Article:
You will be asked to wait outside – don’t. With the requirement to limit cast and crew, they will see parents as unnecessary. Fight this. Parents should always, always be within sight and sound of your child. Offer to get into wardrobe and be in background, or watch on a monitor if you must, but never agree to be in another location.
Families will need to stick together. Film and TV shoots may require cast to quarantine. No set visitors. On the positive side, we anticipate that families may be hired as a group – if your family is willing, offer that up to casting. We may also see a bit more nepotism on set: the director’s family that is quarantining with her may be cast in minor roles.
Live theater will come back but tickets will be more expensive. They will likely find a way to block off every 3rd seat, and make sure the audience is separated from the cast by plexiglass or an orchestra pit.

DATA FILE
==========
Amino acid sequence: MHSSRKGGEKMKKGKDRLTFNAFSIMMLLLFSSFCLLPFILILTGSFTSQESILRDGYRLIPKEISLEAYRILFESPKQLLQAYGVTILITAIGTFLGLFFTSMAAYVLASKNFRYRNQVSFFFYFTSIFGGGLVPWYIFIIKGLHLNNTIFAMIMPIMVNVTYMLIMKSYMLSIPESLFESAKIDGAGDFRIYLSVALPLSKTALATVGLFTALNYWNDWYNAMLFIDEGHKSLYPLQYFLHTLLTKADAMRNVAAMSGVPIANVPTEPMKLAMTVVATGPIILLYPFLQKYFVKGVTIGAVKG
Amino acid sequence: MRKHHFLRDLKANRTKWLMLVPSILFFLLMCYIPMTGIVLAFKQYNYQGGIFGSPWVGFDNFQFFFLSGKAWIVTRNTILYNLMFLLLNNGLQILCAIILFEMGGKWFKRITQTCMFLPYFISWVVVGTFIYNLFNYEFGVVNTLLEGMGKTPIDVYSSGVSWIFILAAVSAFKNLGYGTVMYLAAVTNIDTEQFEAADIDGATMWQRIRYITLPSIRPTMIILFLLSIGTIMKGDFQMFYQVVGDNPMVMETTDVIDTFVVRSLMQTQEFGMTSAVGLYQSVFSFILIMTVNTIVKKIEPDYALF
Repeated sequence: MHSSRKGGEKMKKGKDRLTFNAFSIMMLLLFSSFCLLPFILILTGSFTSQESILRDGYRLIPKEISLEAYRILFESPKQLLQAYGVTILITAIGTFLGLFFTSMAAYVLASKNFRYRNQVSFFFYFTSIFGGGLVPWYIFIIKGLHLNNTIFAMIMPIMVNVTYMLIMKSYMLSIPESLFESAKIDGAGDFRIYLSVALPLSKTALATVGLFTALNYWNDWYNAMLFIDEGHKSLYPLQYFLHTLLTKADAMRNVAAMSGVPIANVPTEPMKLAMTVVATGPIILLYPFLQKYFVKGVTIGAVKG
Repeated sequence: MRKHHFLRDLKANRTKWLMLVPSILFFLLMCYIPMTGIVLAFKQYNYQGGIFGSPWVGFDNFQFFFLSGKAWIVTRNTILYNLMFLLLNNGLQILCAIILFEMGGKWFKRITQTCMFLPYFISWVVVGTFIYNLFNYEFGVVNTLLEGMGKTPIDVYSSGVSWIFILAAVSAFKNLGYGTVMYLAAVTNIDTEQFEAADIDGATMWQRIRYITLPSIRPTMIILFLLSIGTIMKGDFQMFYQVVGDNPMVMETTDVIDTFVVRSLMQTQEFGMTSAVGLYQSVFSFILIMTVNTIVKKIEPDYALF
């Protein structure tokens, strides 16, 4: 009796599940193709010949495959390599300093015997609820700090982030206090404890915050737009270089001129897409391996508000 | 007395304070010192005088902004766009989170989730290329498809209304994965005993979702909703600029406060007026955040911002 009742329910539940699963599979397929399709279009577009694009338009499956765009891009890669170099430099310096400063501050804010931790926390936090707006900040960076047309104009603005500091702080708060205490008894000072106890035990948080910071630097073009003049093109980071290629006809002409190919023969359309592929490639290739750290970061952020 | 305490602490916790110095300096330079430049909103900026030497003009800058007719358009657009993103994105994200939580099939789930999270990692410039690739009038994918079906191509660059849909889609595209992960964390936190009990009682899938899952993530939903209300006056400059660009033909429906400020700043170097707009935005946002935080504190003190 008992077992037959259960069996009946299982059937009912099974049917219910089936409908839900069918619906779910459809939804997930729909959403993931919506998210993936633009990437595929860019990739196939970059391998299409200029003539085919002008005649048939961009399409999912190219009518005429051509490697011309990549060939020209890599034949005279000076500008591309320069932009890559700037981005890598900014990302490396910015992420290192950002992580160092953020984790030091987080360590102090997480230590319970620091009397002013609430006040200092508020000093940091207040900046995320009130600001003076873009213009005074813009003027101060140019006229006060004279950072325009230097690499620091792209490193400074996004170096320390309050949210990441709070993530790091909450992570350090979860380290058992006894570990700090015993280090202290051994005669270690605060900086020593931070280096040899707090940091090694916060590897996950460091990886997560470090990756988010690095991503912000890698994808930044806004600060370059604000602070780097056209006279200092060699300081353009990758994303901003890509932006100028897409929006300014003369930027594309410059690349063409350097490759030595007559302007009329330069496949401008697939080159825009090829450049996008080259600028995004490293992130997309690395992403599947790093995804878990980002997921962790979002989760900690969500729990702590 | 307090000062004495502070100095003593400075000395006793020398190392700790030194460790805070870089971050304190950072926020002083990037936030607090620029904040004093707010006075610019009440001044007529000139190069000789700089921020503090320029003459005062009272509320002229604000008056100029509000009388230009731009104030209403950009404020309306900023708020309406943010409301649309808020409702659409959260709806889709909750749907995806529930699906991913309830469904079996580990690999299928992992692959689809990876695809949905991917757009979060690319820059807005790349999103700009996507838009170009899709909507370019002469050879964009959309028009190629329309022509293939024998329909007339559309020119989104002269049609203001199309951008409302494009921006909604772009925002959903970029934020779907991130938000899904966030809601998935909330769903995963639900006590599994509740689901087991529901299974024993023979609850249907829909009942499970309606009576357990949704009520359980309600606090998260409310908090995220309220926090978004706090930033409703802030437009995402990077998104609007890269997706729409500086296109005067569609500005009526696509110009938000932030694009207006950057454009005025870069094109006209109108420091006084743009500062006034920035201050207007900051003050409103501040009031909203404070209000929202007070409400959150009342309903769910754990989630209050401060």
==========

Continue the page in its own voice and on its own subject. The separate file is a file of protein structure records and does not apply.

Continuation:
School will be unpredictable and none of the options are great environments for real learning. Most traditional schools will be going on hybrid schedules. They may go to school two days a week and do distance learning two days a week. Even schools that are able to house all students on campus full time (mostly private schools), toggling back and forth to full time distance learning could be the norm. Charter schools, which have been relied on by many showbiz families are likely to be defunded in California, as is full-day kindergarten. If you have a considered full time homeschool, and your schedule and skills allow for it, this might be the year.
Paperwork will take longer. Government agencies will continue to work limited hours and have staff working from home. Schools will be on crazy alternative schedules. Expect delays renewing work permits. Do not get lazy about keeping your items current.
International shoots could become more common. Other countries will expand film incentives, and studios will go outside in hopes of getting a deal. Other countries are already opening earlier than the U.S. Make sure your passports are current.